beginner

Swift does not support Higher Kinded Types (HKTs) yet, although the Generics Manifesto states there are plans to support them natively. However, HKTs are essential to enable Functional Programming with type classes and polymorphism. For this reason, Bow provides lightweight emulation support of HKTs. This document describes how this feature is implemented in Bow and how you can use it to create your own types with HKT support.

Swift provides support for generic programming, so that we do not have to rewrite the same logic for multiple types. For instance, consider the following two functions:

```
func allIntsEqual(_ array: [Int]) -> Bool {
guard let first = array.first else { return false }
return array.reduce(true) { partial, next in partial && next == first }
}
func allStringsEqual(_ array: [String]) -> Bool {
guard let first = array.first else { return false }
return array.reduce(true) { partial, next in partial && next == first }
}
```

Both functions have exactly the same code but operate in different types. In order to remove this duplication, we can rewrite the type signature and the implementation could remain the same:

```
func allEqual<A: Equatable>(_ array: [A]) -> Bool {
guard let first = array.first else { return false }
return array.reduce(true) { partial, next in partial && next == first }
}
```

Both functions, `allIntsEqual`

and `allStringsEqual`

can be replaced by `allEqual`

, which works for every type `A`

, as long as this type conforms to `Equatable`

. `A`

is known as the **type parameter** and `allEqual`

is a function that uses **parametric polymorphism**; i.e. it has *many forms* that depend on the type parameter we use.

This enables a degree of generic programming where we can create families of functions that work on many types as long as they conform to certain protocols. However, this is not expressive enough. Let us consider the following functions:

```
enum DivideError: Error {
case divisionByZero
}
func divideEither(x: Int, y: Int) -> Either<DivideError, Int> {
guard y != 0 else { return .left(.divisionByZero) }
return .right(x / y)
}
func divideValidated(x: Int, y: Int) -> Validated<DivideError, Int> {
guard y != 0 else { return .invalid(.divisionByZero) }
return .valid(x / y)
}
```

We can see some similarities between these two functions. They are checking that the second argument is not 0 to perform the division and wrap it in a right/valid case. Otherwise, the division cannot be performed and they wrap an error in a left/invalid case. It would be helpful to unify these two functions in a similar way as in the `allEqual`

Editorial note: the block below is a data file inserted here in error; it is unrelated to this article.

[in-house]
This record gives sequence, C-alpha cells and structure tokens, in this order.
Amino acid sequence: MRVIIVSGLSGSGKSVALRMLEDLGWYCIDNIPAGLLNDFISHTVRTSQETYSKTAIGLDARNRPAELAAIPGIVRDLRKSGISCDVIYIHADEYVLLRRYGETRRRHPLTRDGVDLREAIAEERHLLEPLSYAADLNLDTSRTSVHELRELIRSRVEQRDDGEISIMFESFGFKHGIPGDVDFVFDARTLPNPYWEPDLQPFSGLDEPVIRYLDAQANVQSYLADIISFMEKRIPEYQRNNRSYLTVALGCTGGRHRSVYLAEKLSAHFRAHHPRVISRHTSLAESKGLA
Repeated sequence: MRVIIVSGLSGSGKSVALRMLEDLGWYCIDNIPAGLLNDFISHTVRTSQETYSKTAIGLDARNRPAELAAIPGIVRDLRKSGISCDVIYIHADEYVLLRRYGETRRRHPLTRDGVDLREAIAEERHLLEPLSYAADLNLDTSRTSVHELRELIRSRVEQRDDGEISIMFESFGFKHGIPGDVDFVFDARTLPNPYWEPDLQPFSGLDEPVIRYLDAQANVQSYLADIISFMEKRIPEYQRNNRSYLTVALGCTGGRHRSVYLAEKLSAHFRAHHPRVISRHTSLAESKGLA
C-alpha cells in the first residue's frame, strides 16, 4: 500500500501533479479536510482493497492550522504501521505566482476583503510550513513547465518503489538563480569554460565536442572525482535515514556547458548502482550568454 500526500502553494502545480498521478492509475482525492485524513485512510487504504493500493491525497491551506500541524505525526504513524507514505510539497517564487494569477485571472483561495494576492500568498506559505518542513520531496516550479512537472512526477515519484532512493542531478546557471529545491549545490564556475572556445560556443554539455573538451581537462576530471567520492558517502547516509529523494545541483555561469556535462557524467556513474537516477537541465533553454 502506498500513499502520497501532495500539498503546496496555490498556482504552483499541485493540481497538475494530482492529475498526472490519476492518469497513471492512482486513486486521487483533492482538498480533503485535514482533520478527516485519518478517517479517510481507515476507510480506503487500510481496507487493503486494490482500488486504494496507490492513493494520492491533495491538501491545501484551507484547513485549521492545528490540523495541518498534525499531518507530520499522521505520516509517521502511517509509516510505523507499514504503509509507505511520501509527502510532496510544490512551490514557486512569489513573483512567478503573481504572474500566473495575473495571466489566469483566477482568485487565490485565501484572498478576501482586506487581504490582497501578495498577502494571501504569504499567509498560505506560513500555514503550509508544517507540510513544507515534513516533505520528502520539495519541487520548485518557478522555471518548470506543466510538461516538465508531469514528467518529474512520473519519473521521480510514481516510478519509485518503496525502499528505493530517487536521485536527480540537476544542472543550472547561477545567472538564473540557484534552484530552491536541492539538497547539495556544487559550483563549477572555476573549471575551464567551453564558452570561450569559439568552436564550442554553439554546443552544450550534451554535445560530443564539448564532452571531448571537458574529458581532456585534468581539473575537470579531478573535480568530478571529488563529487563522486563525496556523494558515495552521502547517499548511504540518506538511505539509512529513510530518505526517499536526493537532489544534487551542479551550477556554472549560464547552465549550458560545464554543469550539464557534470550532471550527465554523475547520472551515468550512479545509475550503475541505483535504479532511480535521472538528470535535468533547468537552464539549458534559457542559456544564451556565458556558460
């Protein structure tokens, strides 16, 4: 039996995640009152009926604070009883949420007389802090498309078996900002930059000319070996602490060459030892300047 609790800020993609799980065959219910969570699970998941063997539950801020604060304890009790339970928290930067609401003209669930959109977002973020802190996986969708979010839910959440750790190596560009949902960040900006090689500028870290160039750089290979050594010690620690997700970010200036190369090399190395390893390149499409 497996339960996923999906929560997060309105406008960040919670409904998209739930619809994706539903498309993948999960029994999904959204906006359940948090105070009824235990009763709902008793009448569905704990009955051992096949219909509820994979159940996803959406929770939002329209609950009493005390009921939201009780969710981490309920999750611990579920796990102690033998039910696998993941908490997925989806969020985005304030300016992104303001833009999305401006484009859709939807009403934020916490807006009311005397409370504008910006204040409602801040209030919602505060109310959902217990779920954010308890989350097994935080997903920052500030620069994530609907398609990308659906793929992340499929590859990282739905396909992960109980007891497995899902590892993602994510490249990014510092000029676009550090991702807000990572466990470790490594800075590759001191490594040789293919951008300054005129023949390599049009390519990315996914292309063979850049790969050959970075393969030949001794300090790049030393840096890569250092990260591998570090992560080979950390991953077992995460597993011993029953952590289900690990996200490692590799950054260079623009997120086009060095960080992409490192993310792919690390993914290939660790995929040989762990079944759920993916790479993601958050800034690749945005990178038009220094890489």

example presented above. Hypothetically, we would like to write something like:

```
func divide<F: ErrorSuccessRepresentable>(x: Int, y: Int) -> F<DivideError, Int> {
guard y != 0 else { return .failure(.divisionByZero)
return .success(x / y)
}
```

That is, given a type `F`

that is able to create success and error values (via the hypothetical `ErrorSuccessRepresentable`

protocol), we could write a function that checks if the division can be performed or not, and create the result values accordingly. This would allow us to write generic programs where we can generalize the container types, not only the contained ones.

Unfortunately, Swift does not support writing the code above since it does not have HKTs support. Can we find a workaround to have this feature?

Before we answer this question, let us review some basic concepts. The notion of **type** is well-known among software engineers and Swift developers. Being a class, struct or enum, a type is a set of values. This set may be finite, as in the case of `Bool`

where there are only two values (`true`

and `false`

), or infinite, as in the case of `String`

. Types group values that are similar. If we raise the level of abstraction, we could group similar types in sets of types; those *sets of types* are **kinds**.

So, how are types grouped into kinds then? Using notation that comes from Haskell, we can group them like:

`*`

: read*type*, is the kind of types that do not have type parameters. Examples of types of this kind are`Int`

,`String`

or`Bool`

, but not limited to primitive types; developer created types like`User`

or`UIViewController`

are also types of this kind.`* -> *`

: is the kind of types that receive one type parameter. That includes types which, given a type, can provide another one. Examples of this are`Array<Element>`

or`Optional<Wrapped>`

; these types, when provided an`Element`

or`Wrapped`

type, will create a new type in the system.`* -> * -> *`

: is the kind of types that receive two type parameters. Similar to the case above, examples of this kind are`Result<Value, Error>`

or`Function1<Input, Output>`

; when we provide two types to fill their two*holes*, we get a new type back.

We could go on and on. The important thing to notice here is that, whenever we provide a type parameter, the kind of the resulting type changes.

For example, we have mentioned that `Array<Element>`

is of kind `* -> *`

. If we provide a type, like `Int`

or `String`

, the new type becomes `Array<Int>`

or `Array<String>`

, which are of kind `*`

. Similarly, `Result<Value, Error>`

is of kind `* -> * -> *`

, `Result<Int, Error>`

is of kind `* -> *`

(still has one type parameter that has not been fixed), and `Result<Int, DivideError>`

is of kind `*`

. This means that type constructors can be **partially applied** to obtain new type constructors.

Once we know the limitations of Swift to deal with HKTs and how types are grouped into kinds, we can explore how HKTs can be simulated within the current Swift type system. We mentioned above that we can abstract over the type parameters of a type constructor, but not over the type constructor itself.

Using this information, we created an intermediate structure where instead of working with `F<A>`